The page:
Wednesday, April 28, 2010

Emma's Pentathlon

Good times...Good times

It’s that time of year again where Emma starts to put into play, all of her practice. Over the last couple weekends, Emma has had a long swim meet and, of course like any 6 year old, a soccer game. Call me a nutso dad, but I love watching Emma compete. It’s not about her winning, or scoring a goal. It’s about watching her get out there and give her best, have fun, and be proud of what she did. She loves to “debrief” her events immediately after…which I enjoy as well. There are times that I really wonder what’s going on in her mind when she it out there. Because when I was 8, and was playing soccer, I have no clue what was going through my head…probably Leggos.

The record setting girls 8 and under 200 free relay team

Same record setting team...not looking quite as fast

Two weekends ago, Emma had a swim meet that was a pentahlon. Now, I had not clue what this really meant. I knew it must have something to do with the number 5. To me, it was a swim meet. And watching Emma swim is pure joy. Since we were traveling from Lewiston where Jessi was racing a triathlon, where she was the overall winner (insert big smile and super proud husband here), we would miss Emma's very first swim of the day, and that would also be her very first attempt at the 100 IM. This is a race that they do a 25 of each stroke, butterfly, back, breast, and freestyle. The hard part of this stroke for a little 6 year old is the technical aspect of it. Needing to touch with 2 hands on certain strokes, stay on your back until 1 stroke on the backstroke, kicks have to be correct for butterfly and breast…the list goes on. I would forget the order of the dang race, not to mention all the stroke technique. On our way back, Jessi called Rory (her amazing coach) and told him to look for Emma and talk to her. Because once Emma found out she was doing the IM, she was a bit nervous. But after her talk with Rory, and a Dairy Queen deal he made with her, she was all set. Emma gave her all and ended up getting the 4th best time of the day for the 8 and under. Uh, that’s awesome! Her first IM and she did not get DQ’d. I’d say that’s a winner. But to get 1st in the heat, and 4th overall is amazing! Jessi spoke to Emma and she was so excited. Not for the 4th place of course, but Rory had to buy her Dairy Queen. We continued to speed home in hopes to make her next event which was the butterfly.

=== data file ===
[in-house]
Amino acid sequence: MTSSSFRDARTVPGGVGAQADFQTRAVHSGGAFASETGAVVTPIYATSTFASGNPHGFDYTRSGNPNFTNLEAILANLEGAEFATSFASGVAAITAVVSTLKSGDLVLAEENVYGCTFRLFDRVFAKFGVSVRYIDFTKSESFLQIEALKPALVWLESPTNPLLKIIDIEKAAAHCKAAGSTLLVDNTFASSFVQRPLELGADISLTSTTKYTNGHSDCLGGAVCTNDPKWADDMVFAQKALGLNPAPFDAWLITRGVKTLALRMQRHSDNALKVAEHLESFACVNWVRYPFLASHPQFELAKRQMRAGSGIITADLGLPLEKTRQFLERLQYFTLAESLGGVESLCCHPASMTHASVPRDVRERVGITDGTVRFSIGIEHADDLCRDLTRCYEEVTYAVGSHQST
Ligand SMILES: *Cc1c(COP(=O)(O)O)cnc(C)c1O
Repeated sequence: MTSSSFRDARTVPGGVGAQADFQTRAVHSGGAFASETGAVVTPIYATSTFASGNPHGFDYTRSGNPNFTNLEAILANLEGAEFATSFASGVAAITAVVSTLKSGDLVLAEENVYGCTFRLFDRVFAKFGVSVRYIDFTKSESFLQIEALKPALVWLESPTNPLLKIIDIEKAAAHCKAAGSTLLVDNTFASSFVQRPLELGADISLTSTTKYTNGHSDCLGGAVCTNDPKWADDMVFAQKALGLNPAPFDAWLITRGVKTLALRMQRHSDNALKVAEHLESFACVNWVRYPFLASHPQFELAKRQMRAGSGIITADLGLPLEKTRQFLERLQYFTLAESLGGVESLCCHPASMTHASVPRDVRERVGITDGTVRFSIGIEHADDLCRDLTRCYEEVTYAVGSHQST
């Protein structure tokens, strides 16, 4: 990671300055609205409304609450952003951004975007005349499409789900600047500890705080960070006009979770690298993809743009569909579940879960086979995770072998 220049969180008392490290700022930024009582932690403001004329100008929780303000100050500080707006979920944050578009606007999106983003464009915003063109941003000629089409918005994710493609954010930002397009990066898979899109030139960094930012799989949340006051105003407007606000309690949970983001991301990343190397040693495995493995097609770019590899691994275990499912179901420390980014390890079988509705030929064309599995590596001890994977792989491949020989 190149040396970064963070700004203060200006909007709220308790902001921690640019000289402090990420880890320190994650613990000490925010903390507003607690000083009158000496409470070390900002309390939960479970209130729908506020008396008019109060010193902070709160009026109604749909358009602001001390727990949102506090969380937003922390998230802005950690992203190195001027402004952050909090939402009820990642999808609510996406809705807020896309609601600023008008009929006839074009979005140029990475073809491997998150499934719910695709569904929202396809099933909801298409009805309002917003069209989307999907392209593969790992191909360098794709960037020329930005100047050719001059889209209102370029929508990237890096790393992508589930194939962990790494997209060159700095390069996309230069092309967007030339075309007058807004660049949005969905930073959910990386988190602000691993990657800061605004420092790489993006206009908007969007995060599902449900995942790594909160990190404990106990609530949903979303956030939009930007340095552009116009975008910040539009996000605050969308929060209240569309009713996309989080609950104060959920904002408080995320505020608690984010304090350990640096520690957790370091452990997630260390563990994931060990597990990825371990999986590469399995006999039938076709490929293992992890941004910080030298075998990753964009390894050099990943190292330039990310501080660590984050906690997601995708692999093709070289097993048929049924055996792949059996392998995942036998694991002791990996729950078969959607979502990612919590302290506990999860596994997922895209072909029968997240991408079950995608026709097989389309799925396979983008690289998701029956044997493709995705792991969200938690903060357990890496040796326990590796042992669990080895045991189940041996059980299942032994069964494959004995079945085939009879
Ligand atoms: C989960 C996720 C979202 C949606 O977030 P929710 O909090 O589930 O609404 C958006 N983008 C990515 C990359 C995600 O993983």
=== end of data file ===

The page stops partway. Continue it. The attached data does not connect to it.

We were able to get there about 10 minutes before she raced the butterfly. Watching Emma race the butterfly might be my favorite. This stroke is very hard physically, and when you watch kids do it right, it looks easy. There did not seem to be any nerves with this stroke. She has done it before and it was just one length. She ended up winning the heat and she had the 4th fastest time for the 8 and under group in this stroke as well. Amazing! This was when Jessi and I were informed as to what a “pentahlon” was. Basically, the top 6 would be presented with a medal in a somewhat “formal” awards presentation. For Emma to be 6, and on a podium with 8 and almost 9 year olds, would be so exciting for her. But we did not mention any of this to her since she still had a long way to go. She dropped time in the butterfly which she always wants to know.